Abstract: Scholarly books are increasingly available in digital form, but the online interfaces for using these books often allow only for the browsing of PDF files. JSTOR Labs, an experimental product-development group within the not-for-profit digital library JSTOR, undertook an ideation and design process to develop new and different ways of showing scholarly books online, with the goal that this new viewing interface should be relatively simple and inexpensive to implement for any scholarly book that is already available in PDF form. This paper documents that design process, including the recommendations of a working group of scholars, publishers, and librarians convened by JSTOR Labs and the Columbia University Libraries in October 2016. The prototype monograph viewer developed through this process — called “Topicgraph” — is described herein and is freely available online at https://labs.jstor.org/topicgraph.

Citation: Alex Humphreys, Christina Spencer, Laura Brown, Matthew Loy, Ronald Snyder (2017) Reimagining the Digital Monograph: Design Thinking to Build New Tools for Researchers. JSTOR Labs White Paper. Available online: https://labs.jstor.org/download/JSTORLabsMonographJune2017.pdf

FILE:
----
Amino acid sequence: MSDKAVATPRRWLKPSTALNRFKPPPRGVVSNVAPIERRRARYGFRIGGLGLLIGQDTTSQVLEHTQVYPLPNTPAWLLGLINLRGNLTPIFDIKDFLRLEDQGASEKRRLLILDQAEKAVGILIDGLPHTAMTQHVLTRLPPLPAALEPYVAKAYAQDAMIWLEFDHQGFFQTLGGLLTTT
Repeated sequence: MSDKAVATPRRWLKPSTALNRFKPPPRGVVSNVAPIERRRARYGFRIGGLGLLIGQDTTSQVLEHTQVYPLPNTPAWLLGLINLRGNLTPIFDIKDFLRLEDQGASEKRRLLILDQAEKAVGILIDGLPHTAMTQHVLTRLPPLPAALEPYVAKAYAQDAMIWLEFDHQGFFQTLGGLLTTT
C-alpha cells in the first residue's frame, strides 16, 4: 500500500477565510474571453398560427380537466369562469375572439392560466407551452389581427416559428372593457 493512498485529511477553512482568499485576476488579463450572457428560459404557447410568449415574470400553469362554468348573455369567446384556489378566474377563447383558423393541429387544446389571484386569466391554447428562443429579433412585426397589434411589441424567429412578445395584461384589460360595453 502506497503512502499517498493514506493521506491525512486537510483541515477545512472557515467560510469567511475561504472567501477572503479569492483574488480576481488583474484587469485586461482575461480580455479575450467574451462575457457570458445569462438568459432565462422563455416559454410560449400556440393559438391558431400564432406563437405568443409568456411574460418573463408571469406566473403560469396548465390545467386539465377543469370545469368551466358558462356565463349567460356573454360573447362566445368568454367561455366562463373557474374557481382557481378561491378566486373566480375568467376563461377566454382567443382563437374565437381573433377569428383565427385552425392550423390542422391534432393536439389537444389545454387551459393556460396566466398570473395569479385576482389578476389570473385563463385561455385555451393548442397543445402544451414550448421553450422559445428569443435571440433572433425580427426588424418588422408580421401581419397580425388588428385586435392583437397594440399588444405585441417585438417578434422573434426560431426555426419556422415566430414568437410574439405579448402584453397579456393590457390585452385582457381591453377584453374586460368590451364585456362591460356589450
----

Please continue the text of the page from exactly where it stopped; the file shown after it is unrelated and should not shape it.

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Source: Reimagining the Digital Monograph: Design Thinking to Build New Tools for Researchers

Open Science: One Term, Five Schools of Thought

Authors: Benedikt Fecher & Sascha Friesike

Abstract: Open Science is an umbrella term encompassing a multitude of assumptions about the future of knowledge creation and dissemination. Based on a literature review, this chapter aims at structuring the overall discourse by proposing five Open Science schools of thought: The infrastructure school (which is concerned with the technological architecture), the public school (which is concerned with the accessibility of knowledge creation), the “measurement school”(which is concerned with alternative impact measurement), the “democratic school”(which is concerned with access to knowledge) and the “pragmatic school” (which is concerned with collaborative research).

It must be noted that our review is not solely built upon traditional scholarly publications but, due to the nature of the topic, also includes scientific blogs and newspaper articles. It is our aim in this chapter to present a concise picture of the ongoing discussion rather than a complete list of peer-reviewed articles on the topic. In the following, we will describe the five schools in more detail and provide references to relevant literature for each.